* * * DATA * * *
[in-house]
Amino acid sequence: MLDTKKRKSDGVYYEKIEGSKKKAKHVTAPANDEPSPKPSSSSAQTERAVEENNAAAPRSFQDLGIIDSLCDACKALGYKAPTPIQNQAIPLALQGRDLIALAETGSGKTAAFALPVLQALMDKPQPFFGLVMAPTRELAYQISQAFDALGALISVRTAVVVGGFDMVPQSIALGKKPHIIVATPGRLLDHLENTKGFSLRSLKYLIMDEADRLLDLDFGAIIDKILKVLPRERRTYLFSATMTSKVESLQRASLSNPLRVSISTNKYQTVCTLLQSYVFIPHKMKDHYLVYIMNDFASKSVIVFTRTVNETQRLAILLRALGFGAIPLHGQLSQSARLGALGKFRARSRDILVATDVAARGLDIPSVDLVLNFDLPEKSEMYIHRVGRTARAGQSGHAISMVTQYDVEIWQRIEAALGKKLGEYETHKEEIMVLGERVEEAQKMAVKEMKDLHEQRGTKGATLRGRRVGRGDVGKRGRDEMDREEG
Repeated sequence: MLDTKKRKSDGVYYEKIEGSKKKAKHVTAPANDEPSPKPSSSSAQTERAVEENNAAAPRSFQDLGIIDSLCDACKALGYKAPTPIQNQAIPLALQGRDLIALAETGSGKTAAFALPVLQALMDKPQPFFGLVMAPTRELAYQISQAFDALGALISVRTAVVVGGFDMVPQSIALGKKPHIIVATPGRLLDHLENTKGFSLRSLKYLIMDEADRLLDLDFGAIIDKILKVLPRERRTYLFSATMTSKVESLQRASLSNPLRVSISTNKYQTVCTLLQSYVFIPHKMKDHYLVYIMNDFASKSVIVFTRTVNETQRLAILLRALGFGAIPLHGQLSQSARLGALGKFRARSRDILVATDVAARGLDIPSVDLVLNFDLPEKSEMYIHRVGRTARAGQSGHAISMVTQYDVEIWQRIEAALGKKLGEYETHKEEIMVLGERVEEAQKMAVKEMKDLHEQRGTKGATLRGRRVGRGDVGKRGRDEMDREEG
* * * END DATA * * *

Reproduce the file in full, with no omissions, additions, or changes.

[in-house]
Amino acid sequence: MLDTKKRKSDGVYYEKIEGSKKKAKHVTAPANDEPSPKPSSSSAQTERAVEENNAAAPRSFQDLGIIDSLCDACKALGYKAPTPIQNQAIPLALQGRDLIALAETGSGKTAAFALPVLQALMDKPQPFFGLVMAPTRELAYQISQAFDALGALISVRTAVVVGGFDMVPQSIALGKKPHIIVATPGRLLDHLENTKGFSLRSLKYLIMDEADRLLDLDFGAIIDKILKVLPRERRTYLFSATMTSKVESLQRASLSNPLRVSISTNKYQTVCTLLQSYVFIPHKMKDHYLVYIMNDFASKSVIVFTRTVNETQRLAILLRALGFGAIPLHGQLSQSARLGALGKFRARSRDILVATDVAARGLDIPSVDLVLNFDLPEKSEMYIHRVGRTARAGQSGHAISMVTQYDVEIWQRIEAALGKKLGEYETHKEEIMVLGERVEEAQKMAVKEMKDLHEQRGTKGATLRGRRVGRGDVGKRGRDEMDREEG
Repeated sequence: MLDTKKRKSDGVYYEKIEGSKKKAKHVTAPANDEPSPKPSSSSAQTERAVEENNAAAPRSFQDLGIIDSLCDACKALGYKAPTPIQNQAIPLALQGRDLIALAETGSGKTAAFALPVLQALMDKPQPFFGLVMAPTRELAYQISQAFDALGALISVRTAVVVGGFDMVPQSIALGKKPHIIVATPGRLLDHLENTKGFSLRSLKYLIMDEADRLLDLDFGAIIDKILKVLPRERRTYLFSATMTSKVESLQRASLSNPLRVSISTNKYQTVCTLLQSYVFIPHKMKDHYLVYIMNDFASKSVIVFTRTVNETQRLAILLRALGFGAIPLHGQLSQSARLGALGKFRARSRDILVATDVAARGLDIPSVDLVLNFDLPEKSEMYIHRVGRTARAGQSGHAISMVTQYDVEIWQRIEAALGKKLGEYETHKEEIMVLGERVEEAQKMAVKEMKDLHEQRGTKGATLRGRRVGRGDVGKRGRDEMDREEG